A Consultant Obstetrician and Gynaecologist at the Irrua Specialist Teaching Hospital, Irrua, Edo State, Dr Qudus Lawal said implementing the World Health Organisation’s cervical cancer strategic interventions will help to eliminate the disease in the country.
Dr Lawal said Nigeria has the tools and know-how to achieve the strategic interventions.
Cervical cancer is a type of cancer that occurs in the cells of the cervix — the lower part of the uterus that connects to the vagina. Various strains of the human papillomavirus, a sexually transmitted infection, play a role in causing most cervical cancer.
According to the WHO, every country should meet the 90-70-90 targets by 2030 to get on the path to eliminating cervical cancer within the next century.
It said achieving that goal rests on three key pillars and their corresponding targets of fully vaccinating 90 per cent of girls with the HPV vaccine by the age of 15; screening 70 per cent of women using a high-performance test by the age of 35, and again by the age of 45; and treating 90 per cent of women with pre-cancer treated and 90 per cent of women with invasive cancer managed.
Lawal said achieving the goal requires the active participation of the youths in the various strategic interventions in a statement he jointly signed as the convener of Cancer Advocacy Nigeria and the Secretary, Dr Donald O. Oriaifo.
Charging Nigerian youths to promote cervical cancer awareness, the gynaecologist said 83 per cent of the disease occurs in low- and middle-income countries, where resources are limited.
“This, coupled with the late presentation seen in 80 per cent of patients, makes the disease one of the leading causes of cancer deaths in LMICs.
“In 2020, Globocan data shows that over 600,000 new cases were diagnosed and more than 340,000 preventable deaths occurred. Against this backdrop, the WHO called for global action to end cervical cancer this century.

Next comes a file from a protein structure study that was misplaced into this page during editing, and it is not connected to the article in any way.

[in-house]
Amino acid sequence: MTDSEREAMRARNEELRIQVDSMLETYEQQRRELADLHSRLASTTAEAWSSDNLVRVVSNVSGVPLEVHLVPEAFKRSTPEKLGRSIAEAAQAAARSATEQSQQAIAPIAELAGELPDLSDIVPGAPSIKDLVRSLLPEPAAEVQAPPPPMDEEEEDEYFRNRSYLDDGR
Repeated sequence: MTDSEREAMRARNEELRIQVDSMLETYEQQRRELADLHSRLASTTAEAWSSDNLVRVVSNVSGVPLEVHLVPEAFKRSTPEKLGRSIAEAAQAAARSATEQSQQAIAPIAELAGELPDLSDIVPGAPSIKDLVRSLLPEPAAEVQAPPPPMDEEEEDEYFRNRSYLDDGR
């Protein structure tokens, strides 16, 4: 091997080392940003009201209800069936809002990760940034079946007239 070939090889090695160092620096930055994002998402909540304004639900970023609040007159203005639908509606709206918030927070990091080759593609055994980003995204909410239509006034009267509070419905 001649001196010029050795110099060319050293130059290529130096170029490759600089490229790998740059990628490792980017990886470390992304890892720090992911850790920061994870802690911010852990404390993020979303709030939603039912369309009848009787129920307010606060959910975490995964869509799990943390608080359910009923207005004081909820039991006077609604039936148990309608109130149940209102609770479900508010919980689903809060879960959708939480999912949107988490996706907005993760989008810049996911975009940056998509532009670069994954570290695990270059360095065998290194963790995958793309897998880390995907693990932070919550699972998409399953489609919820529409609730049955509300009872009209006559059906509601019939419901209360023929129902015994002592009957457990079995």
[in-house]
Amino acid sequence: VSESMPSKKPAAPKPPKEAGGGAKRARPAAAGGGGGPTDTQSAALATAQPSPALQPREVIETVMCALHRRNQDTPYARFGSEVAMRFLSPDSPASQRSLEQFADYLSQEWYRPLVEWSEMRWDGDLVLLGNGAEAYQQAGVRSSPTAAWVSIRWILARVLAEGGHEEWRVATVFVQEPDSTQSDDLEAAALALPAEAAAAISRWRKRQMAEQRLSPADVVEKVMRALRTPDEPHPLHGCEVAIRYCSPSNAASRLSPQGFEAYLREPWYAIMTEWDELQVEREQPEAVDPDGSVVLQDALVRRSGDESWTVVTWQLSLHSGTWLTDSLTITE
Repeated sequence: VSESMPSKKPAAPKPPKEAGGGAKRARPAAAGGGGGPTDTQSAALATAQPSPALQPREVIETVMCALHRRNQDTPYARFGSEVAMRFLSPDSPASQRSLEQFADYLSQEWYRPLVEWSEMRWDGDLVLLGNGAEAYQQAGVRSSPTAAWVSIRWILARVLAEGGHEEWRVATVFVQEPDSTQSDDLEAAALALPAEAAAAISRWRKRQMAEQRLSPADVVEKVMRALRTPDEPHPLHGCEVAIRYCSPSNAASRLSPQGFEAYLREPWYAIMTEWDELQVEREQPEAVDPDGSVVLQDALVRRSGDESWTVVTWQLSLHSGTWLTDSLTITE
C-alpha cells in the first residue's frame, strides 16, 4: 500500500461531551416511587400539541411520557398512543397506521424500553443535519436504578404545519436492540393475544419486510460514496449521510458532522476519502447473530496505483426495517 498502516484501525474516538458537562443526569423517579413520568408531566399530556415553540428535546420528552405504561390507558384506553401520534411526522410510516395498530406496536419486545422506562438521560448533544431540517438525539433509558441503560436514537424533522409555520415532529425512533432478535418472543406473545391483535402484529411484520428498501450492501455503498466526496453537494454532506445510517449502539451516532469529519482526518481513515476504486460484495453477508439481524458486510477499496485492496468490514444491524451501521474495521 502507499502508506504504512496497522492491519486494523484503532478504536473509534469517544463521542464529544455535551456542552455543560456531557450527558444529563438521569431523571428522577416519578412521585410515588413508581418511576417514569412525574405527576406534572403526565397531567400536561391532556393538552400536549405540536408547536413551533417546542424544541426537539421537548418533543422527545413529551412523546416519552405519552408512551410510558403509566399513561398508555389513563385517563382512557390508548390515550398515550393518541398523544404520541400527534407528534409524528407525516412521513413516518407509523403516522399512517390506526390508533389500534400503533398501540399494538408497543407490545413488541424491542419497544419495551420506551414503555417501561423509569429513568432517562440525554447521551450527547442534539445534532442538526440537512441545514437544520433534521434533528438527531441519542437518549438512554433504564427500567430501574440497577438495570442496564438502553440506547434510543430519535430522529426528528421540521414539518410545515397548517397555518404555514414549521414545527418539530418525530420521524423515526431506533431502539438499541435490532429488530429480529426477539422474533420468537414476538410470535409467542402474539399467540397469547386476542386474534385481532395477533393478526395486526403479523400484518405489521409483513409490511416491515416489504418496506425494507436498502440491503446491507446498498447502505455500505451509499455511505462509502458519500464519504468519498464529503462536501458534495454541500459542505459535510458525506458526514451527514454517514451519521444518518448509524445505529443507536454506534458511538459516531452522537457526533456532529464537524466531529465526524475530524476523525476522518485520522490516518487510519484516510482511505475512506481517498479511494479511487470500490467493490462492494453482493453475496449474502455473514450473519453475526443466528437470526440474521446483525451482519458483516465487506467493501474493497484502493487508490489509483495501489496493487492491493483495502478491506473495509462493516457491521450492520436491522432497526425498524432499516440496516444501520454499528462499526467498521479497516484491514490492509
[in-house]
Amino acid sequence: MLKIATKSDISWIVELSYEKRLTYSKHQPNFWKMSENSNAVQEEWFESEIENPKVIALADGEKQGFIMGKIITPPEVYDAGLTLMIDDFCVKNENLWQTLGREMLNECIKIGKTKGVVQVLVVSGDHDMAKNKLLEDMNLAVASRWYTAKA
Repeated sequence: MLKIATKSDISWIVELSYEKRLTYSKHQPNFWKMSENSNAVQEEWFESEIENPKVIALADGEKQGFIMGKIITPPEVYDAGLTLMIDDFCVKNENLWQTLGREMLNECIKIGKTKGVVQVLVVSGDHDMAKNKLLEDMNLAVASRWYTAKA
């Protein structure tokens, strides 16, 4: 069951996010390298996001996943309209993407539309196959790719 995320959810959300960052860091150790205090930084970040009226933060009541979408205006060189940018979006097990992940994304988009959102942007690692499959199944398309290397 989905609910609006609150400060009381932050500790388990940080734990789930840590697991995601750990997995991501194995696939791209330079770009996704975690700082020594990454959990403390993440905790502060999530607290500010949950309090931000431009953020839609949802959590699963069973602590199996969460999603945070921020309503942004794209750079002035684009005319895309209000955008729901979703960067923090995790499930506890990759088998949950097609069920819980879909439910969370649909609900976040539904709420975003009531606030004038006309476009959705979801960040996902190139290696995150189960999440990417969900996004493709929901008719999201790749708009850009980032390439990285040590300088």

“An incidence of 12,075 and 7,968 deaths makes Nigeria the country with the highest absolute number of cases in Africa and thus the country is critical in achieving the global elimination target. This goal will require the active participation of the youths in the various strategic interventions.
“CANCAD Nigeria, a youth-based cancer advocacy group, believes the failure to eliminate cervical cancer is not an option because we have the tools and know-how to achieve the feat. The group is engendering action among the youth to take action today to make the world a cervical cancer-free place for the next generation.”
The statement noted that the group held a varian documentary show titled ‘Conquering Cancer’ at Ambrose Ali University, Ekpoma, to commemorate the World Cancer Day marked on February 4.
It also said the participants brainstormed on four workshop seminar topics highlighting the role of the government, advocacy in rural communities, collaboration among stakeholders, and the need for school-based advocacy clubs and groups.
“The highlight of the day was the presentation of cash prizes to winners of an essay competition, on the ‘Role of Youths in Improving Cervical Cancer Awareness and HPV Vaccination Uptake in Rural Communities.’ David Ihonde and Rhoda Paul-Osagie of the medicine department emerged in the first and the second positions respectively, while Sandra Egbujuo of the Nursing department, AAU came third,” the statement added.